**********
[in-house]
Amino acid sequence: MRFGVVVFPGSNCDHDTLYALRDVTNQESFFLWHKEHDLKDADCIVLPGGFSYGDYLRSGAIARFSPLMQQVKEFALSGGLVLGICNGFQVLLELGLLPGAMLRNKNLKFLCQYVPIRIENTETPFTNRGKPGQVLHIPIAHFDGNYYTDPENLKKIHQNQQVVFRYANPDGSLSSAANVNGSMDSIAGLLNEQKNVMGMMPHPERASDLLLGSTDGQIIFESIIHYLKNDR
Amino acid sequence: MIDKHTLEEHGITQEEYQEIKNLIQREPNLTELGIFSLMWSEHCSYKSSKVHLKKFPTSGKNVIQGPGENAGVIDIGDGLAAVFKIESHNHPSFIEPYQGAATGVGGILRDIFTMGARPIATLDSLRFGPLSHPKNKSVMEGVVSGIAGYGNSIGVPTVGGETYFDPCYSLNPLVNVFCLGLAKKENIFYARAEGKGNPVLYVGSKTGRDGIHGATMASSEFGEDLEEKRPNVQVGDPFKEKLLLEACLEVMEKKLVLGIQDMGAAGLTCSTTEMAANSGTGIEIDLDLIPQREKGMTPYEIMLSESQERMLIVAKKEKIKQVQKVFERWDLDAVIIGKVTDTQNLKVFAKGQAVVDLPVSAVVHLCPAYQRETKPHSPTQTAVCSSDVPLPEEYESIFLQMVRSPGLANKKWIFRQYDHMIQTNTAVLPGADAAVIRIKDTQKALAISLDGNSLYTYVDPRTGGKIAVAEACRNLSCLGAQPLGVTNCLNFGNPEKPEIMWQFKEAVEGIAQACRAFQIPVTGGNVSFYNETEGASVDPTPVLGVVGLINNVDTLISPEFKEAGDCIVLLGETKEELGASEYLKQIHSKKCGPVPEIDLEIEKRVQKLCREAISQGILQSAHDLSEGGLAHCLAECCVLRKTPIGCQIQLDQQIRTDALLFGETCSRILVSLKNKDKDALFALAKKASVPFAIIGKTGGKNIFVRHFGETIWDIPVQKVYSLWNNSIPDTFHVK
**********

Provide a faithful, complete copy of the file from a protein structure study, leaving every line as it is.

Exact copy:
[in-house]
Amino acid sequence: MRFGVVVFPGSNCDHDTLYALRDVTNQESFFLWHKEHDLKDADCIVLPGGFSYGDYLRSGAIARFSPLMQQVKEFALSGGLVLGICNGFQVLLELGLLPGAMLRNKNLKFLCQYVPIRIENTETPFTNRGKPGQVLHIPIAHFDGNYYTDPENLKKIHQNQQVVFRYANPDGSLSSAANVNGSMDSIAGLLNEQKNVMGMMPHPERASDLLLGSTDGQIIFESIIHYLKNDR
Amino acid sequence: MIDKHTLEEHGITQEEYQEIKNLIQREPNLTELGIFSLMWSEHCSYKSSKVHLKKFPTSGKNVIQGPGENAGVIDIGDGLAAVFKIESHNHPSFIEPYQGAATGVGGILRDIFTMGARPIATLDSLRFGPLSHPKNKSVMEGVVSGIAGYGNSIGVPTVGGETYFDPCYSLNPLVNVFCLGLAKKENIFYARAEGKGNPVLYVGSKTGRDGIHGATMASSEFGEDLEEKRPNVQVGDPFKEKLLLEACLEVMEKKLVLGIQDMGAAGLTCSTTEMAANSGTGIEIDLDLIPQREKGMTPYEIMLSESQERMLIVAKKEKIKQVQKVFERWDLDAVIIGKVTDTQNLKVFAKGQAVVDLPVSAVVHLCPAYQRETKPHSPTQTAVCSSDVPLPEEYESIFLQMVRSPGLANKKWIFRQYDHMIQTNTAVLPGADAAVIRIKDTQKALAISLDGNSLYTYVDPRTGGKIAVAEACRNLSCLGAQPLGVTNCLNFGNPEKPEIMWQFKEAVEGIAQACRAFQIPVTGGNVSFYNETEGASVDPTPVLGVVGLINNVDTLISPEFKEAGDCIVLLGETKEELGASEYLKQIHSKKCGPVPEIDLEIEKRVQKLCREAISQGILQSAHDLSEGGLAHCLAECCVLRKTPIGCQIQLDQQIRTDALLFGETCSRILVSLKNKDKDALFALAKKASVPFAIIGKTGGKNIFVRHFGETIWDIPVQKVYSLWNNSIPDTFHVK